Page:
When most people think of digital currency or cryptocurrency, they think of Bitcoin. Bitcoin is only one of many cryptocurrencies and cryptoassets available today, however. Among all of the new members of the cryptoasset scene (also called altcoins), none has made a bigger impact (both in terms of mindshare and in terms of market cap) than Ethereum.
Many people Ethereum akin to silver if Bitcoin is considered gold. However, many others in the crypto industry believe that Ethereum has the potential to overtake Bitcoin due to its inherent characteristics and capabilities that Bitcoin does not possess.
What is Ethereum?
Ethereum is a distinct blockchain platform different from Bitcoin - it was created by Vitalik Buterin and went live in the Summer of 2015 (read the constantly updated Ethereum white paper here).
Ethereum was designed as the ultimate blockchain upon which all kinds of blockchain-based applications including newer cryptocurrencies can be built. The Ethereum blockchain was designed with the target of fixing many of Bitcoin's problems/weaknesses as well as to enhance the efficiency of any application that is built on the Ethereum blockchain.
Ethereum has been one of the major reasons for the explosion in the number of initial coin offerings (ICOs) that are constantly happening all over the world due to the relative ease and reduced costs it now takes for a startup to release its own blockchain application or cryptocurrency. Effectively, many of the world's ICOs are build upon Ethereum.
Similar to Bitcoin, Ethereum uses a Proof of work (PoW) approach whereby computers solve complex mathematical problems in an attempt to receive a reward; this is also how transactions are validated around the world in a decentralized way. Ethereum used a slightly different hashing algorithm than Bitcoin and there are plans and discussions to transition Ethereum away from a Proof of work (PoW) approach to a Proof of Stake (PoS) approach - a Proof of Stake (PoS) approach is considered more sustainable and will likely require less intensive computing power.
Being a distinct blockchain platform, the creators of Ethereum recognized the importance of the platform having its own native currency with which transactions can be conducted on the Ethereum platform. This why the Ether token was created, which is the means of exchange on the Ethereum platform - users can use Ether (ETH) pay for the space to build their own applications as well as use ETH to make peer-to-peer payments in a decentralized way similar to Bitcoin.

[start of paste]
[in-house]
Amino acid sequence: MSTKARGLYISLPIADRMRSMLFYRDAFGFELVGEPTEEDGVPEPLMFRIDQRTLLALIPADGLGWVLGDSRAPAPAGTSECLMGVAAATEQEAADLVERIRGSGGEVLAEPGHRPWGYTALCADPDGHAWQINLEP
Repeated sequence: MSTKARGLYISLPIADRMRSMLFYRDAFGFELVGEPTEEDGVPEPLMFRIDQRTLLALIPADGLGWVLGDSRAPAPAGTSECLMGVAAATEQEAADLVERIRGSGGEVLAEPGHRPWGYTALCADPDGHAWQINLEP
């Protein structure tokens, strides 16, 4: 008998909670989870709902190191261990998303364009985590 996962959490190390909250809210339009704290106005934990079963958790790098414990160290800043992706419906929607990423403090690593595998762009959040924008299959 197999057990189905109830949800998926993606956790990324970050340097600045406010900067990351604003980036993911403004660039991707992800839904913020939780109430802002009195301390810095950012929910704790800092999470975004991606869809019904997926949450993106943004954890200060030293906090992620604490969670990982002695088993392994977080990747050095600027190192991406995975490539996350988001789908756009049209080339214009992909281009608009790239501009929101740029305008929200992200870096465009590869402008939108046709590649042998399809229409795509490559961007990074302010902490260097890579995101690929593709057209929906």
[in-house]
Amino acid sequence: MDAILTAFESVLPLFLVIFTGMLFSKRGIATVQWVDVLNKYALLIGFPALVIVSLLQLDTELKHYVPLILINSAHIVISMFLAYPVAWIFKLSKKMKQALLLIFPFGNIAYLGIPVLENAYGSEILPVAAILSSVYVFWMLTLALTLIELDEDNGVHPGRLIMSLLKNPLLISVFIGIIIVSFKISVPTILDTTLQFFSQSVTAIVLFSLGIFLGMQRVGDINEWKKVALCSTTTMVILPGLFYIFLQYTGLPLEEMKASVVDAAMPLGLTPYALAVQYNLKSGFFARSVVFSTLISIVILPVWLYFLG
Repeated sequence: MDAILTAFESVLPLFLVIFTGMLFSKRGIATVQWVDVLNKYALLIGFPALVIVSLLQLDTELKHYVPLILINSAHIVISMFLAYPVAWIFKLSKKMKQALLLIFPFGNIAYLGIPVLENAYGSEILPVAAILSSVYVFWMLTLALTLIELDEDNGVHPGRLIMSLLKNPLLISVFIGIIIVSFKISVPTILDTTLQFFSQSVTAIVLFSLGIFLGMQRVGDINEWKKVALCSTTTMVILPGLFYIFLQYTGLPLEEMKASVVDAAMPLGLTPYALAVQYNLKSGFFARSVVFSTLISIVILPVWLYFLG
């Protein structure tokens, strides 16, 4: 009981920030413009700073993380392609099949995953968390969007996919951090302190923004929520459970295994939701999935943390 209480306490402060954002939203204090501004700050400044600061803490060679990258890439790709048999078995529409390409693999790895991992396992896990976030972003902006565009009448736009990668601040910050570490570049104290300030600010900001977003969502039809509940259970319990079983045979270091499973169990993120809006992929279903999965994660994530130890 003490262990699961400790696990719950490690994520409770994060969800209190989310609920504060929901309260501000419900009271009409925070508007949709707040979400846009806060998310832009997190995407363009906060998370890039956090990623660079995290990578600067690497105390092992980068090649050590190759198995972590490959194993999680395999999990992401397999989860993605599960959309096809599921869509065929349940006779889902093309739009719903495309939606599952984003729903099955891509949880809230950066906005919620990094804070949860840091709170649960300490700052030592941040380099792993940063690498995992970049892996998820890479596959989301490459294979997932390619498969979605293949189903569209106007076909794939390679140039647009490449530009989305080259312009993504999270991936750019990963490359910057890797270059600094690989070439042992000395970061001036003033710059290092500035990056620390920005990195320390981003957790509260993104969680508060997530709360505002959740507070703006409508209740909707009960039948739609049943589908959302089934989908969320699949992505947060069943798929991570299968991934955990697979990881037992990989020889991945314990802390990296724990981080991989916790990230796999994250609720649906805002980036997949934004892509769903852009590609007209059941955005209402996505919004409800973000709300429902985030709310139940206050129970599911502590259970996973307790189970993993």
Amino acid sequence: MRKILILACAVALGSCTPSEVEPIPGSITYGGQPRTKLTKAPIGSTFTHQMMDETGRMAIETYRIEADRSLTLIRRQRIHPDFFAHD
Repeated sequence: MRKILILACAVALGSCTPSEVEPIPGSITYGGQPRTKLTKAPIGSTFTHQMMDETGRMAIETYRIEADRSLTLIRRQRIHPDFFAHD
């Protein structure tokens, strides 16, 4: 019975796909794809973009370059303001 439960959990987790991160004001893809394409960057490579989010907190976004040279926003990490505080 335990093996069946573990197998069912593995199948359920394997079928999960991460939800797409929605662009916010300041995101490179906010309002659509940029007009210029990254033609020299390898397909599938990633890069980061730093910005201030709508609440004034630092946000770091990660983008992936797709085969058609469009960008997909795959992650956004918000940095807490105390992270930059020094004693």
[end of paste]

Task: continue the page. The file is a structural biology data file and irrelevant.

But, Ethereum is more than just a means of exchange
Ethereum is touted as the biggest thing to happen in the crypto and blockchain scene since the creation of Bitcoin in 2009. This is because it brought about a number of new innovative features that have the potential to prove very useful. The main differentiating feature of Ethereum is the ability to engage in what are called "smart contracts" on the Ethereum platform - whereby Bitcoin is simply a means of exchange, Ethereum has the potential to be a lot more through the use of smart contracts.
A smart contract is a simple idea which made cryptocurrency payments safer for users all over the industry. It is a few lines of code (instructions) which dictate that a certain number of ETH should be transferred from one user of the Ethereum platform to another user upon the fulfillment of certain stated conditions and not otherwise. Smart contracts were designed to enable honest business between total strangers, in which the seller knows that as long as they deliver their part of the bargain, they will receive a full payment (or whatever else was bargained for). Additionally, buyers know that their payments remain safe until they receive the good or service they are paying for.
How to store your Ether
Ether and Bitcoin are completely separate things in the crypto space - they are built on different source codes and utilize different hashing algorithms. ETH and BTC cannot be stored on the same crypto wallet - a separate Ethereum wallet is required for the storage of ETH. In order to effectively and securely store your Ether, you'll need to find a reputable wallet that caters to ETH storage.
And now, given the rise of cyrptocurrencies and crypto assets to quasi-mainstream financial assets, we're dedicated to providing quality, relevant, and interesting material on cryptocurrencies and cryptoassets. Articles on Bitcoin, Ethereum, Ripple, Cardano, and many more cryptocurrencies and cryptoassets can be found on Pennies and Pounds - all that in addition to a plethora of information on what cryptoassets are, how the entire crypto industry came to be, blockchain/immutable ledger technology, mining, proof of work, proof of stake, and how to prudently invest in crypto if you are so inclined (based on your risk tolerance and ability to withstand the volatility that will come with a crypto portfolio).